Throughout its tenure, Microsoft’s Summer of Arcade has been focused on providing titles of various genres during the school-free weeks for summer gamers. Amid a sports title, a survival-horror platformer, and a side-scrolling anime adventure, fans of online shooting mayhem have gotten a title just for them: 5th Cell’s stop-n-pop fragger, Hybrid.
Hybrid was developed in response to the oft-repeated, derisive question of why games like Call of Duty and Medal of Honor even bother to include a single-player campaign anymore at all. If you’ve ever thought to yourself, “I like the act of squeezing the trigger and watching something go pop!, but I wish I could do it without all the freedom of movement, the crouching and running from cover to cover,” then Hybrid may well have something to offer you.
Hybrid takes the concept of a cover-based shooter to the next level, by not only providing cover to its players, but making any and all movement in the game completely dependent upon it. This isn’t a simple matter of “here’s some cover – take it or leave it”. Combatants in Hybrid can only move from cover to cover; target a wall or outcropping with your aiming reticule, push a button, and you’re taken on an auto-pilot course straight toward it. While you do have the ability to put a slight zig-zag into your flight path to avoid being shot out of the sky, change destination mid-flight, and even have a button available to reverse your previous jetpack-powered flight in retreat, the fact remains that Hybrid simply offers very little in terms of actual on-the-ground mobility. Apart from moving left and right behind cover, players are reduced to either waiting the match out in their chosen spot or set a course for another nearby cover opportunity.
Now, this isn’t to say that the action doesn’t ramp up intensely in the middle of a match – targeting and getting kills works well, and is just as frantic as you could wish for. There are also few quiet moments in a match, but that is due in large part to the concentrated and circular nature of virtually all of the small handful of maps. The unfortunate side effect of this is that, whatever the type of match, it quickly devolves into a game of tag, where you’ll only need to hop a few feet to either side and start blasting blindly.
Speaking of match types, 5th Cell has made some effort to offer all the mainstays, and even give something unique with game modes based around killstreaks and a constantly shifting King of the Hill variety, but with the good comes the bad, and even in this area a spark of innovation is stifled by restrictive design: there are only handful of maps to play on, and after a couple of rounds, you’ll have seen everything there is to see. Maps that offer something new, like action set-pieces, or even some grand design backdrops, would have made the game’s battlegrounds more memorable and engaging.
You’ve got to give credit where credit’s due, and Hybrid‘s front-end menu does appear to throw an element of strategy into the mix. Upon selecting which faction to roll with (there are two to choose from: Variants and Paladins), players are presented with a Risk-like military world map, with continents divvied up into individual provinces, and battles being waged over martial dominance in each region. The goal in each area is to score points, ultimately leading your team to a majority victory over the opposing side in that region. This process takes days, if not weeks, and all participating players share the same perpetual world map. Being the first faction to reach a firm foothold in a region nets your side a larger number of resources than your opponent, and the first side to cap off their resource pool by taking control of the most regions ultimately wins the entire season.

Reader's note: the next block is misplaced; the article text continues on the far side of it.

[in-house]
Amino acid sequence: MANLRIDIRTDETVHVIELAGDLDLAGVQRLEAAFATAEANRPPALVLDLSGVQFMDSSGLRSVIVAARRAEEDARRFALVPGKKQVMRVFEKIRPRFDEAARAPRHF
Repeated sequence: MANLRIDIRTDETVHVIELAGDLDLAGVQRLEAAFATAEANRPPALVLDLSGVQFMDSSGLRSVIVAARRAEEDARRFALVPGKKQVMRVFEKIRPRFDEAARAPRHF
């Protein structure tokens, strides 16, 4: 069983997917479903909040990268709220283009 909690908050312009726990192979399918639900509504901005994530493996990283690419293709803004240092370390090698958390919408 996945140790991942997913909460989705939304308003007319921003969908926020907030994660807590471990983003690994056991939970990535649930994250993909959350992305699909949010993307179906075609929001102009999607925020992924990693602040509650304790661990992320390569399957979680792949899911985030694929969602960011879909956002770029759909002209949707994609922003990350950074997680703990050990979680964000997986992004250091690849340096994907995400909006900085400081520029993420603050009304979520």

Despite the fact that a season is quite lengthy, which really adds to the sense of accomplishment for those players willing to return to the game over and over on a daily basis (you’re chipping away at a large community goal, after all), beauty is only skin-deep. In this case, the world map overlay is nothing but a thin veneer shield to hide the fact that, in the end, emerging victorious simply comes down to being on the side that’s won the most matches overall. Regardless of which region you select as your contested battleground, matchmaking happens in a global lobby, with players from all corners of the map. While your team’s win does count for points in your selected region, the competition is at best indirect, as even your opponents aren’t, in fact, vying for control of the same area you’re defending. In the end, it’s all just numbers behind the scenes, serving as a weak catalyst that takes away an edge that would otherwise have served for fierce, personal competition.
One final thing worth mentioning is the overly complicated user interface, which does a fine job of blurring the line between earned unlockables and micro-transaction purchases; there’s no doubt that some over-zealous players have already fallen prey to purchasing credits to unlock weapons and abilities already available to them. Like any game offering micro-transactions, they are entirely optional, and one can certainly progress without ever spending a dime on them. However, I would also expect games that make it this easy to fall for purchasing extra goodies to not already cost $15 out of the bag.
The Final Verdict
Hybrid cuts out some of the unnecessary fluff of offering a single-player campaign alongside its online third-person shooter counterpart. And while the actual shooting is certainly capable of offering a fun experience, it does so for a limited time only; most players will suffer from the law of diminishing returns rather quickly. Coupled with repetitive and small maps, and a UI that encourages unnecessary purchases and only offers a skin-deep layer of strategy, Hybrid ultimately doesn’t have what it takes to cure gamers of their latest bout of Battlefield 3 fever, even at a smaller price tag.